If you cannot figure out a solution, look to the mentors you have in your life and generate what you think they would do in your current dilemma, or imagine what they would advise you to do. Every great leader should have a leader who has led them. In generating the idea of what this role model would do or how your role model would handle your current challenge you naturally begin to get out of your own reactive emotions and into the mind of another and solutions will begin to generate. Emulate how you think they would react and respond. Taking these types of cues has an instant calming effect on a chaotic mind. It also puts you in a place to want to impress and do well. We never work harder for anything than for the admiration of our uppers, peers, coaches, or mentors.

5. Brainstorm.

When you're feeling stressed, be proactive. Train your mind to ask questions out loud. As you hear yourself ask yourself the best way to fix or overcome your problem you start the natural process of brainstorming and quick solutions begin to surface. It's even better to brainstorm with your team. As all of you put your minds together and share input, suggestions and ideas, things begin to calm down because the focus has moved to finding ways through or around the problem from being stuck in the problem. Brainstorming takes your focus off the pressure and allows you to be graceful in your efforts to make things better.

6. Focus on the big picture.

The hardest thing not to do when you're feeling pressured is to catastrophize your situation and imagine every possible horrible outcome that could possibly come from a failure right now. Train yourself to view the current high-stress situation as an individual or isolated issue. This will help you control your urge to project your thoughts onto what could happen going forward. This helps you stay focused on the dilemma at hand. Keep in perspective that this one issue, in the realm of all possibility for your future, is not that big of a deal. This is simply a time of reinvention, reorganization, recalculating, adjusting and starting again. When you can look at the bigger picture and feel its vastness it brings a calming quality to your mind as you realize that where you are at and the pressure you are currently under is not the end of the world, but the beginning of a new solution to a temporary problem.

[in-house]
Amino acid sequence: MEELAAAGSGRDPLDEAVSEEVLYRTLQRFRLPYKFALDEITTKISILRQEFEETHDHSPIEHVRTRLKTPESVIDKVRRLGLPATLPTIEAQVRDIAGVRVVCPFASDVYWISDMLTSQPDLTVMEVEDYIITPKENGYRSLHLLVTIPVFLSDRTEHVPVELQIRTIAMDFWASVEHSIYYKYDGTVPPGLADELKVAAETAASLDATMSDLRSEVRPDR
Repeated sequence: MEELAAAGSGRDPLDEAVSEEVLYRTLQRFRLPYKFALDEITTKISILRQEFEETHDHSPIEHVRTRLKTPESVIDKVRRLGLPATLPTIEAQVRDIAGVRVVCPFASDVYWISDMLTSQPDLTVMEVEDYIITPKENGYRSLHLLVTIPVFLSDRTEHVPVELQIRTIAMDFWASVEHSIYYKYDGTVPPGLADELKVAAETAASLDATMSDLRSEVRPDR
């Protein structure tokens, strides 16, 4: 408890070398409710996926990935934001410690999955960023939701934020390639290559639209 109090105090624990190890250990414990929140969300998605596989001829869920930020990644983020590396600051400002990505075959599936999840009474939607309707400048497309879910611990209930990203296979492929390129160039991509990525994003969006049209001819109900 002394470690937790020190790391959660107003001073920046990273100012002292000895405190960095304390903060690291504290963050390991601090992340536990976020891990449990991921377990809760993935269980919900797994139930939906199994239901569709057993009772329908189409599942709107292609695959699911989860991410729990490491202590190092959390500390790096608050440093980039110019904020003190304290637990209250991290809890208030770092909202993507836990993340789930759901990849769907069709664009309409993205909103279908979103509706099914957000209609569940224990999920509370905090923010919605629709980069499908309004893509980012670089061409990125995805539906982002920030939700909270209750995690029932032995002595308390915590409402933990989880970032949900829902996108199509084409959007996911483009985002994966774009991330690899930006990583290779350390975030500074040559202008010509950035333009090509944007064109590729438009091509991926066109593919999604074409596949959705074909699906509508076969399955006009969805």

7. Visualize the positive.

When pressures are intense it is easy to only visualize all the negative that is happening or could happen if this problem isn't solved. To stop this type of doubt and emotional chaos take a moment and close your eyes. Focus on the mental image of what you would like the outcome to be. Imagine the problem has already been solved and you have moved through this situation in the best way possible. Visualize and experience the emotional satisfaction and success you feel as you see yourself succeeding and moving past this issue. It is well worth it to take time in this way to direct your thoughts towards a successful resolution. When you can visualize yourself at the finish line and see the success, you will naturally feel calmer. You will have more faith and feel better prepared to take on the adversity at hand.

The reality is business isn't always in the flow of success. Heartbreak, hardship and challenge occur that are largely out of your control. It's the nature of the beast. This makes it important to know what to do during the more challenging times, as well as the good times. It's easy to celebrate and pop the champagne when your numbers are climbing, but it also needs to be as easy to react deliberately and calmly when the obstacles come.

Sherrie Campbell

Psychologist, Author, Speaker

Sherrie Campbell is a psychologist in Yorba Linda, Calif., with two decades of clinical training and experience in providing counseling and psychotherapy services. She is the author of Loving Yourself: The Mastery of Being Your Own Person. Her new book, Success Equations: A Path to an Emotionally Wealthy Life, is available for pre-order.